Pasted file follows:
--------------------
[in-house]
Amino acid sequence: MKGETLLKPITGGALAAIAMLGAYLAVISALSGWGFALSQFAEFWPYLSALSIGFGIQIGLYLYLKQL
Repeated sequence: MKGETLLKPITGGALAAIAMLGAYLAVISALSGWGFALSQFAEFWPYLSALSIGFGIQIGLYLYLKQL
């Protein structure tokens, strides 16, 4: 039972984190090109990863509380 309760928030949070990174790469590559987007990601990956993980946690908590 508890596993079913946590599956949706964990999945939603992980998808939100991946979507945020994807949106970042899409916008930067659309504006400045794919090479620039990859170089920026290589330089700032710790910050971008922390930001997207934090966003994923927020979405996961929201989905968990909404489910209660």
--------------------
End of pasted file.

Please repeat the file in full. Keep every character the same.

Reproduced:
[in-house]
Amino acid sequence: MKGETLLKPITGGALAAIAMLGAYLAVISALSGWGFALSQFAEFWPYLSALSIGFGIQIGLYLYLKQL
Repeated sequence: MKGETLLKPITGGALAAIAMLGAYLAVISALSGWGFALSQFAEFWPYLSALSIGFGIQIGLYLYLKQL
């Protein structure tokens, strides 16, 4: 039972984190090109990863509380 309760928030949070990174790469590559987007990601990956993980946690908590 508890596993079913946590599956949706964990999945939603992980998808939100991946979507945020994807949106970042899409916008930067659309504006400045794919090479620039990859170089920026290589330089700032710790910050971008922390930001997207934090966003994923927020979405996961929201989905968990909404489910209660």